As we progress down the covenant path with our hand firmly affixed on the iron rod, we hear and see those “mocking and pointing their fingers” from the great and spacious building (1 Nephi 8:27). We may not consciously intend to do so, but sometimes we pause and shift our gaze to see what all the commotion is. Some of us may even let go of the iron rod and move closer for a better view. Others may fall away entirely “because of those that were scoffing at them.
Elder Jack N. Gerard, “Now Is the Time”, General Conference, October 2018
When I hit the stairs to go up into my office or bedroom, I hold firmly to the railing, or rod affixed to the railing. Now, I do this because I have slipped and fallen a few times because of my pride. The railing has saved me more than I care to admit. Without it, I would tumble down the stairs.
I do this everytime I climb those stairs now. During the day, when I can see the end, and sometimes in the dark, when I can’t see.
But… sometimes I think still that I don’t need help climbing the stairs. Why do I think like that? Not holding on has resulted in me stumbling, sometimes falling. So, why would I do that?
I think like this for two reasons (although now my thinking has adjusted) . One, my prior experience, before I became limited, has taught me that I can easily do this. I don’t need help, I used to think. Why? It’s just one foot in front of the other. Anyone that can walk can climb stairs. But we don’t always know what we have until it is gone.
And, two, why should I rely on a seemingly insignificant railing to hold on to? How is that going to help me? It isn’t worth anything.
But my thinking took a bit to catch up with my reality….because of pride. My safety is extremely valuable. To me. To my family and loved ones. To my friends. Even to my acquaintances. So, if I need to use a tool to guide me to the end, then I will.
So now, for safety, I hold on anyway, and tightly I might add.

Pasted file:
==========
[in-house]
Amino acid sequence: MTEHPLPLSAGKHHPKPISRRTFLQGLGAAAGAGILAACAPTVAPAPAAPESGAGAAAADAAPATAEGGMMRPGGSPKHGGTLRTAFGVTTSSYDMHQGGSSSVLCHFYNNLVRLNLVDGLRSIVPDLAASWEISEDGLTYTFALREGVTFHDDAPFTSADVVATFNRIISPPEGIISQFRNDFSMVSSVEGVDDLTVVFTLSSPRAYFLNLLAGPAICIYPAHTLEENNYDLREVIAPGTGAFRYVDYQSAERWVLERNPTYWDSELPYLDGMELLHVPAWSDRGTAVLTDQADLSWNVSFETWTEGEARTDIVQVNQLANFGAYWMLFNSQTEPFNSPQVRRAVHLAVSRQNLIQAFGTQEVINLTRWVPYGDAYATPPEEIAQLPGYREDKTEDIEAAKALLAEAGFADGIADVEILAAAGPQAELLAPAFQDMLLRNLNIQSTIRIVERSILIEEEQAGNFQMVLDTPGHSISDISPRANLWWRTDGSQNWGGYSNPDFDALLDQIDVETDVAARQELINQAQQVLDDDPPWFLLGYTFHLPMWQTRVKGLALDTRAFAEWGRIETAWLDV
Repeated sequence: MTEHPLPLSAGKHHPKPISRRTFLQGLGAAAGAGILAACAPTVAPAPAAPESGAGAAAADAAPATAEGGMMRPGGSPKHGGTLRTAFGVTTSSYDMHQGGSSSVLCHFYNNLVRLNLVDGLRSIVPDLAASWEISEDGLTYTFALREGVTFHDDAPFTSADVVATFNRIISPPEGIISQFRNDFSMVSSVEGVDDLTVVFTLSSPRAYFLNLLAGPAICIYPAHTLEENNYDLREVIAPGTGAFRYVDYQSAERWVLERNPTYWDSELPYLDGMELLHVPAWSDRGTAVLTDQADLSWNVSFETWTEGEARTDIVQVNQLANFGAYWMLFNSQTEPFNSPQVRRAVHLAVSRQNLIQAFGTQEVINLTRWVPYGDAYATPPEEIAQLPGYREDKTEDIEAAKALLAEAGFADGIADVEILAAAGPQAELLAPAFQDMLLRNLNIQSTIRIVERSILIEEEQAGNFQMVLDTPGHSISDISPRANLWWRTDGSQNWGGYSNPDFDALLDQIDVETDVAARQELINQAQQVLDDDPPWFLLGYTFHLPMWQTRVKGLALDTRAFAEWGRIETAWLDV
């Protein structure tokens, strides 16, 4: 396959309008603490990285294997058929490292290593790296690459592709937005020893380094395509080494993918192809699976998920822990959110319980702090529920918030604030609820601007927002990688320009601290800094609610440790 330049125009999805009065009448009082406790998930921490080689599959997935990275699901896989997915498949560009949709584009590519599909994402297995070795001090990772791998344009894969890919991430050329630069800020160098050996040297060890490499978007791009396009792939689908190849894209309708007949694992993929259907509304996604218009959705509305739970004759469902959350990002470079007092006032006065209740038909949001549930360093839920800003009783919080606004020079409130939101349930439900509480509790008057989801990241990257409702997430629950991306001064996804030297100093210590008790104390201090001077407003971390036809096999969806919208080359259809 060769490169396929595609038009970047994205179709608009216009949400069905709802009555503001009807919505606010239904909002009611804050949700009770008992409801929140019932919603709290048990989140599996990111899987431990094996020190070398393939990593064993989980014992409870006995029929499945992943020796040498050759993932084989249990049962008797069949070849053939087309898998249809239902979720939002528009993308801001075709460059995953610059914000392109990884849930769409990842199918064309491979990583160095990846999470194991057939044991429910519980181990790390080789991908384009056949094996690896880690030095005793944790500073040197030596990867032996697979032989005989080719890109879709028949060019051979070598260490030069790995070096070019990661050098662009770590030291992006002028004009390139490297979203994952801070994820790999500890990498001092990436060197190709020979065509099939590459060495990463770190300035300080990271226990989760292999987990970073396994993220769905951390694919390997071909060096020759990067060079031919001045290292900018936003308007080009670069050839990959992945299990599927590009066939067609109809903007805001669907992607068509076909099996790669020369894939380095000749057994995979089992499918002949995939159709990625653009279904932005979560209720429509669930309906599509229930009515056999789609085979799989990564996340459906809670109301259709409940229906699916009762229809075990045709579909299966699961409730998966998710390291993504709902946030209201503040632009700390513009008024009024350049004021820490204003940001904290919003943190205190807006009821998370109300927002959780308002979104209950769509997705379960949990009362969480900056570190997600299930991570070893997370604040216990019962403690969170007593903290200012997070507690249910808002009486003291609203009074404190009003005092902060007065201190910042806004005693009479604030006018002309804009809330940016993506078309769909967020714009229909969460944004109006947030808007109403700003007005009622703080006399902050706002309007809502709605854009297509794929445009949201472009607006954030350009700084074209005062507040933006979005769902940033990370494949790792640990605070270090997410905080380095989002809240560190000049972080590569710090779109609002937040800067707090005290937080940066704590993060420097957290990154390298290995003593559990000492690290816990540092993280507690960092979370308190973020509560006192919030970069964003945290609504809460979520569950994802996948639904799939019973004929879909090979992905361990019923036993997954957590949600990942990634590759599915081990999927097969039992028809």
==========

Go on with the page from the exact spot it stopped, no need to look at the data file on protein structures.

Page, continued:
As I was climbing in the dark one night, holding firmly to the railing for safety, I thought immediately of Lehi’s dream of the iron rod. I’ve thought of this a couple times actually, climbing and not being able to see where I was planting my feet.
Just as the railing helps me climb when I can’t see, our Father has given us a railing, “a rod of iron”, to grasp onto as we climb in this world, many times not being able to see directly in front of us, and certainly not the destination.
Sometimes, we can take this tool, this liahona, for granted. I have and still do, but not as often now. Because of pride, we think we don’t need assistance. Sometimes, we may even think of how reading words in the Book of Mormon can help. It’s even easier to take it for granted when we CAN see where we are putting our feet. What happens when we can’t see?
We are all spiritually limited. Spiritually imbalanced, if you will….even disabled. We all need a railing, an iron rod, to hold onto as we climb. Otherwise, we’ll stumble and even tumble back down. So, with each step we take, let’s hold on to the rod. Don’t let go. It may be easy to see most often, it may be so dark that we can’t see where each foot is going. And there will probably be others making fun of us for holding on. Let’s do it anyway.